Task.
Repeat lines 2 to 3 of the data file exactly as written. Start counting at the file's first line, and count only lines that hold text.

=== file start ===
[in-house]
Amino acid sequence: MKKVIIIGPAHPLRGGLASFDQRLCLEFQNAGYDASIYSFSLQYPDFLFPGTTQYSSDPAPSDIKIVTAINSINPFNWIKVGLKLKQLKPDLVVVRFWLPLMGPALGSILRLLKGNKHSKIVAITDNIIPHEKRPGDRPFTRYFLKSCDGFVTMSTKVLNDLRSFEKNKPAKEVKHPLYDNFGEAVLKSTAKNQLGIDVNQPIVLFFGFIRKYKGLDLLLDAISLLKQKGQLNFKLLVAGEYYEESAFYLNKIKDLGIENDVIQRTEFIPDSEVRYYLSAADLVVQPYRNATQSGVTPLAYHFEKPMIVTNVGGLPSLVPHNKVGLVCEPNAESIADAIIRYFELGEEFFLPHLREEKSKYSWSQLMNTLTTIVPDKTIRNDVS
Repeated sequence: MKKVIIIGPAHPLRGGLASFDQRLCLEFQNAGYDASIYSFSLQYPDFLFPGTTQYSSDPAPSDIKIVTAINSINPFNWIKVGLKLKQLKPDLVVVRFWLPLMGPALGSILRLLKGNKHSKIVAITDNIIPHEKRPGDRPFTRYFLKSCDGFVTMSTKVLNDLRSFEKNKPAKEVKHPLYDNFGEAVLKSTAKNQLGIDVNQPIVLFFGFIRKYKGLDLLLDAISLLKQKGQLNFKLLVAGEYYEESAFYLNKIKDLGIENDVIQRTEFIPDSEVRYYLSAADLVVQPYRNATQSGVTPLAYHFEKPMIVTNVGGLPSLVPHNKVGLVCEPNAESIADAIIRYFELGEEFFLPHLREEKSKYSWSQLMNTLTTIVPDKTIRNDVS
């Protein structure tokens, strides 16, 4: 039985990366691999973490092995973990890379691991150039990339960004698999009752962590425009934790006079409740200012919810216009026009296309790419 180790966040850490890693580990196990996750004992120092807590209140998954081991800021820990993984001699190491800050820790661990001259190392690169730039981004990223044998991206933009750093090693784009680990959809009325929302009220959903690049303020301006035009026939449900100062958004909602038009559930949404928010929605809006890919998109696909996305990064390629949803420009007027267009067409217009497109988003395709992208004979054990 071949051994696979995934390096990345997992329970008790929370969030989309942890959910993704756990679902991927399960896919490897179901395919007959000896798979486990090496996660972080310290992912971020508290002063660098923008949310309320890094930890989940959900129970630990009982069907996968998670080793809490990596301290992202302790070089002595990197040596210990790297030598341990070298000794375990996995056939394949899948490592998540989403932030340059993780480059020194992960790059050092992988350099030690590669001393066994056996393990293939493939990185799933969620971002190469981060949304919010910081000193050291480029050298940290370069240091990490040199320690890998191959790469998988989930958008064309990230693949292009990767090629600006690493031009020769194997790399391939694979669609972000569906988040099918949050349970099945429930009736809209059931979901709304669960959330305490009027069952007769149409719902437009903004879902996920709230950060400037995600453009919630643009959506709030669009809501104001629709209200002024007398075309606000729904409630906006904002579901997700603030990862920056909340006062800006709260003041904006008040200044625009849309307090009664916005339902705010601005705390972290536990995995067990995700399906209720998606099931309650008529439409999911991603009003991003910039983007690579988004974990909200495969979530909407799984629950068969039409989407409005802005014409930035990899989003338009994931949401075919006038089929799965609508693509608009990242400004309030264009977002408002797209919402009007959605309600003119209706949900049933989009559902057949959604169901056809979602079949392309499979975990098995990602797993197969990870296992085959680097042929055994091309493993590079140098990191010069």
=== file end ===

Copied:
Amino acid sequence: MKKVIIIGPAHPLRGGLASFDQRLCLEFQNAGYDASIYSFSLQYPDFLFPGTTQYSSDPAPSDIKIVTAINSINPFNWIKVGLKLKQLKPDLVVVRFWLPLMGPALGSILRLLKGNKHSKIVAITDNIIPHEKRPGDRPFTRYFLKSCDGFVTMSTKVLNDLRSFEKNKPAKEVKHPLYDNFGEAVLKSTAKNQLGIDVNQPIVLFFGFIRKYKGLDLLLDAISLLKQKGQLNFKLLVAGEYYEESAFYLNKIKDLGIENDVIQRTEFIPDSEVRYYLSAADLVVQPYRNATQSGVTPLAYHFEKPMIVTNVGGLPSLVPHNKVGLVCEPNAESIADAIIRYFELGEEFFLPHLREEKSKYSWSQLMNTLTTIVPDKTIRNDVS
Repeated sequence: MKKVIIIGPAHPLRGGLASFDQRLCLEFQNAGYDASIYSFSLQYPDFLFPGTTQYSSDPAPSDIKIVTAINSINPFNWIKVGLKLKQLKPDLVVVRFWLPLMGPALGSILRLLKGNKHSKIVAITDNIIPHEKRPGDRPFTRYFLKSCDGFVTMSTKVLNDLRSFEKNKPAKEVKHPLYDNFGEAVLKSTAKNQLGIDVNQPIVLFFGFIRKYKGLDLLLDAISLLKQKGQLNFKLLVAGEYYEESAFYLNKIKDLGIENDVIQRTEFIPDSEVRYYLSAADLVVQPYRNATQSGVTPLAYHFEKPMIVTNVGGLPSLVPHNKVGLVCEPNAESIADAIIRYFELGEEFFLPHLREEKSKYSWSQLMNTLTTIVPDKTIRNDVS